Rising crimes call for urgent repair of our social fabric


Ken Opalo, Assistant Professor, Georgetown University. [File, Standard]

Kenya’s social fabric is in tatters. Whether it is the police casually murdering young men, cases of lynching, mysterious disappearances, or the rise of child kidnappings and defilement, we are continuously inundated with signs of a generalised breakdown of social cohesion.

In case you are wondering, this is not just because of increased media coverage. According to the Kenya National Bureau of Statistics (KNBS), between 2014 and 2019, the number of offences “against morality” (including rape, defilement, incest) increased by 32 per cent. Defilement posted the biggest gross increase, with cases rising from 3,896 to 5,397. Drug offences also increased (18.3 per cent).

The categories of assault, homicide and robbery held steady over this period. However, I suspect that the 2020 and 2021 data will reveal an uptick in these categories as well – consistent with trends in other countries equally experiencing economic and social stresses caused by Covid-19 pandemic.

Given these trends, where is the moral panic? Where are our religious and community leaders? What are they doing to repair the social fabric at the national and local levels? Reasonable people would agree that we cannot simply legislate these problems away. Strengthening the State’s ability to properly investigate cases, prosecute suspects, and win convictions would be a start. But nothing can ever repair the loss experienced by grieving families of murdered loved ones. Furthermore, research shows that harsher convictions seldom generate significant deterrence effects.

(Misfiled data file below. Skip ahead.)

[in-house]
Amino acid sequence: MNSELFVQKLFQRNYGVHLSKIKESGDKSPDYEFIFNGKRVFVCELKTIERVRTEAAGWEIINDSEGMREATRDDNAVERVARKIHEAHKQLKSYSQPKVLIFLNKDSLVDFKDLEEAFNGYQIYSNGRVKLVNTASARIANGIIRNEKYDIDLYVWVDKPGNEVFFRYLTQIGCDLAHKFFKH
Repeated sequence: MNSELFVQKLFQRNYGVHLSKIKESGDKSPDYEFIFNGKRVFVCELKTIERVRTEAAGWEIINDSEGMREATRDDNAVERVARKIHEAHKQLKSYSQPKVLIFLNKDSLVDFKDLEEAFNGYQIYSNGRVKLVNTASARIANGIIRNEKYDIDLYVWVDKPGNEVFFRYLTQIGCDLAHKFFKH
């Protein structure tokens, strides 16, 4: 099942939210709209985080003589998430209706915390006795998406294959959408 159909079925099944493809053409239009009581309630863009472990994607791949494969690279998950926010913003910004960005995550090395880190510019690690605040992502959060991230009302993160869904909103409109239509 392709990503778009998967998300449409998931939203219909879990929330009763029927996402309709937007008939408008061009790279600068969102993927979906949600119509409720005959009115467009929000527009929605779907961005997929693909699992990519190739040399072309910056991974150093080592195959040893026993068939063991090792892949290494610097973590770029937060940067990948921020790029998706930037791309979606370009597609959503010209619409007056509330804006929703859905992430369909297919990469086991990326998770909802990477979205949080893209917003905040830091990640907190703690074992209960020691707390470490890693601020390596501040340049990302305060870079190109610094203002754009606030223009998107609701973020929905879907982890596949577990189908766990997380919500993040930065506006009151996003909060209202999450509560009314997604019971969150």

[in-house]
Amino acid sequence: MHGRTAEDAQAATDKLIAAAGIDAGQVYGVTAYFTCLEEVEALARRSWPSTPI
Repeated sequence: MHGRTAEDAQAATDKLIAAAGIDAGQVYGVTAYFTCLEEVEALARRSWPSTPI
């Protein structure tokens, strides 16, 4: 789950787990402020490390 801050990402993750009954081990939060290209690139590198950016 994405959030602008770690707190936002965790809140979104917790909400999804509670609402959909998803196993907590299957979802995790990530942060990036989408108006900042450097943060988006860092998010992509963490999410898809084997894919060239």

The optimal solution would be to prevent the crimes from being committed. It is the least we can do in memory of the many lives we have lost to senseless crimes. As we go about this, it is clear that we cannot rely on the government for help. It was jarring to see images of mothers mourning their murdered children alongside the most callous statements from senior government officials.

Oftentimes these days one can be forgiven for thinking that heartless cruelty is the raison d’etre of the government. 

-Assistant Professor at Georgetown University

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